Bel Ami: didn’t ring my bel much

Bel Ami is an adaptation of a Maupassant novel that seems to want to be a fin de siecle equivalent to Dangerous Liaisons but ends up curiously lifeless and uninvolving. Robert Pattinson, current go-to guy for all things smouldering and glowering, has the star role as discharged soldier Georges Duroy, whose unpromising prospects in the whore-infested bars of Moulin Rouge era Paris are considerably improved when he falls into the orbit of his former comrade-in-arms Forestier, now an editor at an influential newspaper and a man of impressive means. Duroy is initially beguiled by Forestier’s high-mindedly independent wife, who introduces him to her circle of friends, which appears to consist mainly of the bored wives of important men looking for some light thrills. Duroy worms his way into the hearts of various women while at the same time rising upwards in status at the newspaper without ever demonstrating much effort or talent, and needless to say there are certain personal and professional comeuppances lying in wait for him.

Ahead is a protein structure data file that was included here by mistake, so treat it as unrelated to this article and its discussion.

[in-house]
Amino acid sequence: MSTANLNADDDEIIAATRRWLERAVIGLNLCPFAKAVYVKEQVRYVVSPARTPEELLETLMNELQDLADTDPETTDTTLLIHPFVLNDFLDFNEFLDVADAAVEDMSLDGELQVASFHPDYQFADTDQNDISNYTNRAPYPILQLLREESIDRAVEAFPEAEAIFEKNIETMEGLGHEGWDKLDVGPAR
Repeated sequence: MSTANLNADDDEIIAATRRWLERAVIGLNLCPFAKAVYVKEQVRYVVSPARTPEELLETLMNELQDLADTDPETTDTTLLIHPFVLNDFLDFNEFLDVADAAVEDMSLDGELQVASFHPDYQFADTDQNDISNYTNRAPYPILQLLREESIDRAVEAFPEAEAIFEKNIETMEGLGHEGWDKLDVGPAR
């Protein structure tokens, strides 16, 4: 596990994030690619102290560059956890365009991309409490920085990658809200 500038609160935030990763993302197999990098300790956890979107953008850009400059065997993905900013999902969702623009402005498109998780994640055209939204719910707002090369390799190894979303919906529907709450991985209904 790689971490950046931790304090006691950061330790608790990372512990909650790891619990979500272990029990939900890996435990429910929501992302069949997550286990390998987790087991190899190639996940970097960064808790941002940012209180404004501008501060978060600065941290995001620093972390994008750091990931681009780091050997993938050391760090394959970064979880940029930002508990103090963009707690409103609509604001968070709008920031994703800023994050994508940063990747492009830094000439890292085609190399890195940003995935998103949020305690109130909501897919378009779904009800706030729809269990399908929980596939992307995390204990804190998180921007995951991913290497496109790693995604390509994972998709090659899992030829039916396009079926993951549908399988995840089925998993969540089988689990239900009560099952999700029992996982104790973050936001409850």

There’s nothing obviously terrible about the film, but there’s not a great deal to hold your attention either. Someone’s gone to some trouble to assemble authentic looking costumes and set dressings, but you never really believe you’re looking at anything other than actors in mocked-up parlours laboriously explaining the plot and their emotional states to each other. Pattinson certainly looks the part, but doesn’t show much in the way of charm, and neither do any of the women he seduces, although it is interesting to see Kristin Scott Thomas in an uncharacteristically submissive role. It is possible to make a good period film where the protagonist is essentially a jammy doofus (prime example: Barry Lyndon) but they certainly haven’t pulled it off here. It also doesn’t help that, where a milieu like this would seem to call for a bit of directorial sweep and flair, the film’s shot and edited like a TV drama, with very conventional back-and-forth cutting between the speakers in every conversation scene and few establishing shots and bold camera moves to exploit the lush environments. There are some pretty nasty and sordid things happening in this story which could provide real moments of shock and disgust but the film-makers always seem to be selling them short and failing to exploit the dramatic possibilities of the source material. Still, if you like top hats, side burns and big dresses this might be up your street.

Advertisements

Leave a Reply

Fill in your details below or click an icon to log in:

WordPress.com Logo

You are commenting using your WordPress.com account. Log Out / Change )

Twitter picture

You are commenting using your Twitter account. Log Out / Change )

Facebook photo

You are commenting using your Facebook account. Log Out / Change )

Google+ photo

You are commenting using your Google+ account. Log Out / Change )

Connecting to %s